Record review: Wildbirds & Peacedrums, ‘The Snake’

This review by Robert Loerzel originally appeared in Signal to Noise magazine’s fall 2009 issue.

wildbirds-coverWildbirds & Peacedrums
The Snake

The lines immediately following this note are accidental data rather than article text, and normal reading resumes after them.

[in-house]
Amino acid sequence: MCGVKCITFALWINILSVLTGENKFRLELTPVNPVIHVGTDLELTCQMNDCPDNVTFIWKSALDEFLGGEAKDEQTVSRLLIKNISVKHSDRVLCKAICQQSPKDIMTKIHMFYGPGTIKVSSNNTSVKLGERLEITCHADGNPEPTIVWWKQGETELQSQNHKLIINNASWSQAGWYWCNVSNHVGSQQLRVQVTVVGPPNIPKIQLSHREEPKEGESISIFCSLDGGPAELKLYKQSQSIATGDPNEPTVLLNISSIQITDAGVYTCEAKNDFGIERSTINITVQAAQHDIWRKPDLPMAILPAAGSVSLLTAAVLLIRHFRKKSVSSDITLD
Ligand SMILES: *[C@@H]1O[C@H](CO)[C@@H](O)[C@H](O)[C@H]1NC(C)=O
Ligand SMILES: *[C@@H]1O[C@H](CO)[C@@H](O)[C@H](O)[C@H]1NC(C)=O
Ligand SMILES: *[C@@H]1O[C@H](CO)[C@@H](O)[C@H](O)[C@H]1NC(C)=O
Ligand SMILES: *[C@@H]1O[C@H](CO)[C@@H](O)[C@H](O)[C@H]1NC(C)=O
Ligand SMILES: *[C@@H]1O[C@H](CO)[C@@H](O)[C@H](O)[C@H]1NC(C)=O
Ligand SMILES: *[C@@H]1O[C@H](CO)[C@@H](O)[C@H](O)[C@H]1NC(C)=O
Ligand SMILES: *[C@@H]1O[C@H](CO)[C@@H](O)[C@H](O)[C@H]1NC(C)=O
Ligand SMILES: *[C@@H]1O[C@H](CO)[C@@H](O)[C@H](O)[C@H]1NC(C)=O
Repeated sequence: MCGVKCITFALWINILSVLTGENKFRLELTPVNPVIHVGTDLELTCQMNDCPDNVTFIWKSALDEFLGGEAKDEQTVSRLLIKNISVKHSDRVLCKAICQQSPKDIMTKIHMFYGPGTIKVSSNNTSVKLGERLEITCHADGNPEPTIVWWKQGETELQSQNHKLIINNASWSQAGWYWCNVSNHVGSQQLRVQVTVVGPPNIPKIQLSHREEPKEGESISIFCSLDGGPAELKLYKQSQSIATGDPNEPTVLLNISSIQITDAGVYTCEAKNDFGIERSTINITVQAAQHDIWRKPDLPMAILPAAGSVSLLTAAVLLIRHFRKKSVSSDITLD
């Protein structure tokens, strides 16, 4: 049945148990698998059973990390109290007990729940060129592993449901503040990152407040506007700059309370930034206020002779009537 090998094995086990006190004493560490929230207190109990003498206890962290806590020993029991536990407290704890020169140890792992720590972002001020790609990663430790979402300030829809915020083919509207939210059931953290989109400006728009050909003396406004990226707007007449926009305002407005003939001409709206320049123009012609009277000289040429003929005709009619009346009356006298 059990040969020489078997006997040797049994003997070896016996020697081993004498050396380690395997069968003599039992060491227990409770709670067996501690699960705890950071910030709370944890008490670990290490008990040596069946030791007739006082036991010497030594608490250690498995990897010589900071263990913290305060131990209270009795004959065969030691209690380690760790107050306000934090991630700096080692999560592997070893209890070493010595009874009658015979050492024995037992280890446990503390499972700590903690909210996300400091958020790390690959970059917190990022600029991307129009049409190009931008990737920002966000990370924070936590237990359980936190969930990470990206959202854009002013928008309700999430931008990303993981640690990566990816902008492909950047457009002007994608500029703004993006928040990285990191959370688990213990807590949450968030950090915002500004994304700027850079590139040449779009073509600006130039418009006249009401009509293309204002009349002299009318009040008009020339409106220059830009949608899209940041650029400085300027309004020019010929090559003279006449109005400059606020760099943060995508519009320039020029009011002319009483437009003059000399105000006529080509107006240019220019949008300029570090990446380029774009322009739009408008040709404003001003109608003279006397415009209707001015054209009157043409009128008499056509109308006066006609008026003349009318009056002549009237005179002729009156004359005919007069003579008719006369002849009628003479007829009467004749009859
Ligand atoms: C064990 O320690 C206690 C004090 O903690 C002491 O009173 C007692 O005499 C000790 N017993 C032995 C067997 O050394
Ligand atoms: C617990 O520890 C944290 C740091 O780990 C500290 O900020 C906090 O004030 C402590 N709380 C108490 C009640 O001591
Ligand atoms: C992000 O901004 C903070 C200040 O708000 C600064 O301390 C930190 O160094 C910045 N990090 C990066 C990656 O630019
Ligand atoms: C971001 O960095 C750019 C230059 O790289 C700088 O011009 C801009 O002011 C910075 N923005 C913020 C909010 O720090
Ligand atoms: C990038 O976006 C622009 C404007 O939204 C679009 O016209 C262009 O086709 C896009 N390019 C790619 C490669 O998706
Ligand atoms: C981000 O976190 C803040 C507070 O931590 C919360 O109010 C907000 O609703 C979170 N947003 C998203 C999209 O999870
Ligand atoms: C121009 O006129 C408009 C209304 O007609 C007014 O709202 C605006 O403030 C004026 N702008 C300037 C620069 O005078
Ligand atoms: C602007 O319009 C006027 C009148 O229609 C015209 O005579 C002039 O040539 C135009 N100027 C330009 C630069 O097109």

Vocals and percussion are the two sounds at the core of this duo from Gothenburg, Sweden. Wildbirds & Peacedrums’ songs often consist of nothing more than Mariam Wallentin singing while her husband, Andreas Werliin, pounds away or ticks off a beat on his drum kit. On The Snake, their second album, the duo occasionally uses other instruments, including steel drum, piano, xylophone, marimba and Rhodes, but those instruments feel secondary to the dynamic combination of drums and human voice. Wallentin calls out her words in a forceful, brassy tone like a blues diva, but she sometimes displays a more delicate side. On “So Soft So Pink,” she softly sings in a chanteuse style not too distant from the work of Feist, although she allows her voice to sink into stranger, throatier depths at the end as she declares, “There is nothing to say about history.” The only clunker here is “Chain of Steel,” with its inane chorus: “She’s got a hold on me/not in a tasty way/she’s got a hold on me/in a nasty way.” Otherwise, The Snake is a solid collection of catchy, rhythmic tunes that stand a chance of breaking through to the mainstream. Some of these songs, such as “My Heart,” would sound great on a movie or TV soundtrack. And yet, there’s also a peculiar streak running through the whole record. Songs that might have been standard pop ballads in the hands of another band break out into clattering drum solos and vocal outbursts that are almost alarming in their intensity.